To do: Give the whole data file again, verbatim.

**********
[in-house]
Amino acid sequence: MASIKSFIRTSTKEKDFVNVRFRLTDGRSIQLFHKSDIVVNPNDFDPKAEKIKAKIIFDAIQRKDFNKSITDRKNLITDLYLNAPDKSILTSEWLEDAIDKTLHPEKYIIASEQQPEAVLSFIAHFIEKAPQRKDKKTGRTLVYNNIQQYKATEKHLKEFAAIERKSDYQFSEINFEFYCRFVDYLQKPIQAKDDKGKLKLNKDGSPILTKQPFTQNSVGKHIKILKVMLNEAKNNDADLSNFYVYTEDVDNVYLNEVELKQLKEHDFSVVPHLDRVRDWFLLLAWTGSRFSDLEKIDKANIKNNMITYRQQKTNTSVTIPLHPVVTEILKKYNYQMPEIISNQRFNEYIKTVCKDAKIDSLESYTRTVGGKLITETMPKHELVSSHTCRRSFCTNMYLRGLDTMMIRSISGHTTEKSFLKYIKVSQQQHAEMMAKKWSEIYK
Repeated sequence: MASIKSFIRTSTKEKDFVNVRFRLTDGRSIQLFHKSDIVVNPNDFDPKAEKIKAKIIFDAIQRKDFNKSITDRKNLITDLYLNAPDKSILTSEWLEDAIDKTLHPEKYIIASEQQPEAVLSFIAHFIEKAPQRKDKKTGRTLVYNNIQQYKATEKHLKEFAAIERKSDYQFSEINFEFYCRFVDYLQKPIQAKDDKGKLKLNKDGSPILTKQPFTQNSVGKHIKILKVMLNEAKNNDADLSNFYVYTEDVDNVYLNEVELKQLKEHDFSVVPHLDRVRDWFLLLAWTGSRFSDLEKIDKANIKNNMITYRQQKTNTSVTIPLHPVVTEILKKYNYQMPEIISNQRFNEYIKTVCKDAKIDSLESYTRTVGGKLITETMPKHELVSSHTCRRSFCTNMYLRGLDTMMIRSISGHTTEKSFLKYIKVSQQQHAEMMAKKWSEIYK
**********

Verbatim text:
[in-house]
Amino acid sequence: MASIKSFIRTSTKEKDFVNVRFRLTDGRSIQLFHKSDIVVNPNDFDPKAEKIKAKIIFDAIQRKDFNKSITDRKNLITDLYLNAPDKSILTSEWLEDAIDKTLHPEKYIIASEQQPEAVLSFIAHFIEKAPQRKDKKTGRTLVYNNIQQYKATEKHLKEFAAIERKSDYQFSEINFEFYCRFVDYLQKPIQAKDDKGKLKLNKDGSPILTKQPFTQNSVGKHIKILKVMLNEAKNNDADLSNFYVYTEDVDNVYLNEVELKQLKEHDFSVVPHLDRVRDWFLLLAWTGSRFSDLEKIDKANIKNNMITYRQQKTNTSVTIPLHPVVTEILKKYNYQMPEIISNQRFNEYIKTVCKDAKIDSLESYTRTVGGKLITETMPKHELVSSHTCRRSFCTNMYLRGLDTMMIRSISGHTTEKSFLKYIKVSQQQHAEMMAKKWSEIYK
Repeated sequence: MASIKSFIRTSTKEKDFVNVRFRLTDGRSIQLFHKSDIVVNPNDFDPKAEKIKAKIIFDAIQRKDFNKSITDRKNLITDLYLNAPDKSILTSEWLEDAIDKTLHPEKYIIASEQQPEAVLSFIAHFIEKAPQRKDKKTGRTLVYNNIQQYKATEKHLKEFAAIERKSDYQFSEINFEFYCRFVDYLQKPIQAKDDKGKLKLNKDGSPILTKQPFTQNSVGKHIKILKVMLNEAKNNDADLSNFYVYTEDVDNVYLNEVELKQLKEHDFSVVPHLDRVRDWFLLLAWTGSRFSDLEKIDKANIKNNMITYRQQKTNTSVTIPLHPVVTEILKKYNYQMPEIISNQRFNEYIKTVCKDAKIDSLESYTRTVGGKLITETMPKHELVSSHTCRRSFCTNMYLRGLDTMMIRSISGHTTEKSFLKYIKVSQQQHAEMMAKKWSEIYK